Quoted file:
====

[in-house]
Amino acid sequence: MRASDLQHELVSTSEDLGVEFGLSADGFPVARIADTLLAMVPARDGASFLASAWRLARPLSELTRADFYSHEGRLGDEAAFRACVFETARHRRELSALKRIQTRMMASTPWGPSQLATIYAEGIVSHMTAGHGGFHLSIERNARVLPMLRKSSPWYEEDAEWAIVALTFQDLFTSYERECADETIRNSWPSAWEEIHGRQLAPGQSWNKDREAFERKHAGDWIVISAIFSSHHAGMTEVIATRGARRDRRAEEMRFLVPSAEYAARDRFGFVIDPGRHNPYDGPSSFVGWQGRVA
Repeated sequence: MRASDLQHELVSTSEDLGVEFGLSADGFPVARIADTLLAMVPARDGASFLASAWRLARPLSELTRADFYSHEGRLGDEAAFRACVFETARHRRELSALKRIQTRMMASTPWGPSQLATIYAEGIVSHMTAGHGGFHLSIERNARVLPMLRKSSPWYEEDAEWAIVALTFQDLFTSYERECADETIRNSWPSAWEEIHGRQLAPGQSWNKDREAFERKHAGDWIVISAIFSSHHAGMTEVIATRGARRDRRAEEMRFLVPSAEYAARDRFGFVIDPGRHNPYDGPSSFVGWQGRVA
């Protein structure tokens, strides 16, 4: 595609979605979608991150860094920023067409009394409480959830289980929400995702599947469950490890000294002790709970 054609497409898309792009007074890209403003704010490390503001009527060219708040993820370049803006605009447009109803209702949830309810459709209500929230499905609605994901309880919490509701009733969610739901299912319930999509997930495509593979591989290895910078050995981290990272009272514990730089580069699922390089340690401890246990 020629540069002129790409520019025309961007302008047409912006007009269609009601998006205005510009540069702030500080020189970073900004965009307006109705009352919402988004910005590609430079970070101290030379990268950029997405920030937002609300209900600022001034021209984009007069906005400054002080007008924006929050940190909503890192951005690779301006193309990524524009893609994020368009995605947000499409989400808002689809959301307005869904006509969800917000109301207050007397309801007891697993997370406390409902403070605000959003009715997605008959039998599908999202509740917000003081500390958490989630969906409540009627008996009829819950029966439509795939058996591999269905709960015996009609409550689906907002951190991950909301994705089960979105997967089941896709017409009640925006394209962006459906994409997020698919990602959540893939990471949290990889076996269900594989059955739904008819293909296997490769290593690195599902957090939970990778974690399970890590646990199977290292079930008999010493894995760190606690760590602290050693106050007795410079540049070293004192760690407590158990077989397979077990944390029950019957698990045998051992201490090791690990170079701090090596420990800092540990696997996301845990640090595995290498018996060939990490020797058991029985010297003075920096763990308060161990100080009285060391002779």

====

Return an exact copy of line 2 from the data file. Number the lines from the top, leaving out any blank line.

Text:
Amino acid sequence: MRASDLQHELVSTSEDLGVEFGLSADGFPVARIADTLLAMVPARDGASFLASAWRLARPLSELTRADFYSHEGRLGDEAAFRACVFETARHRRELSALKRIQTRMMASTPWGPSQLATIYAEGIVSHMTAGHGGFHLSIERNARVLPMLRKSSPWYEEDAEWAIVALTFQDLFTSYERECADETIRNSWPSAWEEIHGRQLAPGQSWNKDREAFERKHAGDWIVISAIFSSHHAGMTEVIATRGARRDRRAEEMRFLVPSAEYAARDRFGFVIDPGRHNPYDGPSSFVGWQGRVA